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Varieties of the great lyre or phorminx ; The trigonon. (1812). (center top) In the collection of the New York Public Library.

A trigonon (trígōnon, from Greek "τρίγωνον", "triangle") is a small triangular harp occasionally used by the ancient Greeks and probably derived from Assyria or Egypt. The trigonon is thought to be either a variety of the sambuca or identical with it.

A trigonon is represented on one of the Athenian red-figured vases from Cameiros in the island of Rhodes, dating from the 5th century BCE, which are preserved in the British Museum. The triangle is here an irregular one, consisting of a narrow base to which one end of the string was fixed, while the second side, forming a slightly obtuse angle with the base, consisted of a wide and slightly curved sound-board pierced with holes through which the other end of the strings passed, being either knotted or wound round pegs. The third side of the triangle was formed by the strings themselves, the front pillar, which in modern European harps plays such an important part, being always absent in these early Oriental instruments. A small harp of this kind having 20 strings was discovered at Thebes, Greece in 1823.[1]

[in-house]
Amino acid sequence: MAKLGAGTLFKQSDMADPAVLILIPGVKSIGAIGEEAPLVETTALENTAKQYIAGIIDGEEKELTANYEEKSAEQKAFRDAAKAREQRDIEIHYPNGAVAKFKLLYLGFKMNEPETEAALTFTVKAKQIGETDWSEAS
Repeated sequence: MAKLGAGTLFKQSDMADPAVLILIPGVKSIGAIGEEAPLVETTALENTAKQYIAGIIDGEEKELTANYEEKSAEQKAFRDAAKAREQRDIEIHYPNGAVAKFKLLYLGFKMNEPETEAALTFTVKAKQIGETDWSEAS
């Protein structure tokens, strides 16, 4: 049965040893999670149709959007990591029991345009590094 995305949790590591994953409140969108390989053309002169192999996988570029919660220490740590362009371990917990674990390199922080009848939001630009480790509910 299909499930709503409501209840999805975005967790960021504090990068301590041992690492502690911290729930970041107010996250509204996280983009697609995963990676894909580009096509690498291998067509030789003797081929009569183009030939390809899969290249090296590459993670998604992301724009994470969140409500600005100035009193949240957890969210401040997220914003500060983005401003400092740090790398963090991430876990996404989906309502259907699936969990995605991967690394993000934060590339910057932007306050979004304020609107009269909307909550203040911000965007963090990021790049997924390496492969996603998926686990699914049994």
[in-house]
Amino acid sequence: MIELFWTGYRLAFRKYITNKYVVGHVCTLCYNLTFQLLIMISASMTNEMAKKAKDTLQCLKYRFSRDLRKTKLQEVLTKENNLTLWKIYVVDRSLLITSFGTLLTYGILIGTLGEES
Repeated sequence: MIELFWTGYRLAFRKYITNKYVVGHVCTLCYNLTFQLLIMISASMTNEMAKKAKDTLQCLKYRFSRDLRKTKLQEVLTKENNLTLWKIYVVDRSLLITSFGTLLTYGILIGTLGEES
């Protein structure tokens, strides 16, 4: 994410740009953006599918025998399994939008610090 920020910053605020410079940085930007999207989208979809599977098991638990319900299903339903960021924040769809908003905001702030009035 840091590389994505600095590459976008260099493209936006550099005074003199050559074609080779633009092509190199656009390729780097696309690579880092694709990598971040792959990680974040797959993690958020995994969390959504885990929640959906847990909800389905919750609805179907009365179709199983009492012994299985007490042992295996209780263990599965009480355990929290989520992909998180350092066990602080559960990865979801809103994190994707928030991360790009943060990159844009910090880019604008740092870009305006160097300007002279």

1. ^ Schlesinger 1911, p. 282.


  •  This article incorporates text from a publication now in the public domainSchlesinger, Kathleen (1911). "Trigonon". In Chisholm, Hugh (ed.). Encyclopædia Britannica. 27 (11th ed.). Cambridge University Press. p. 282.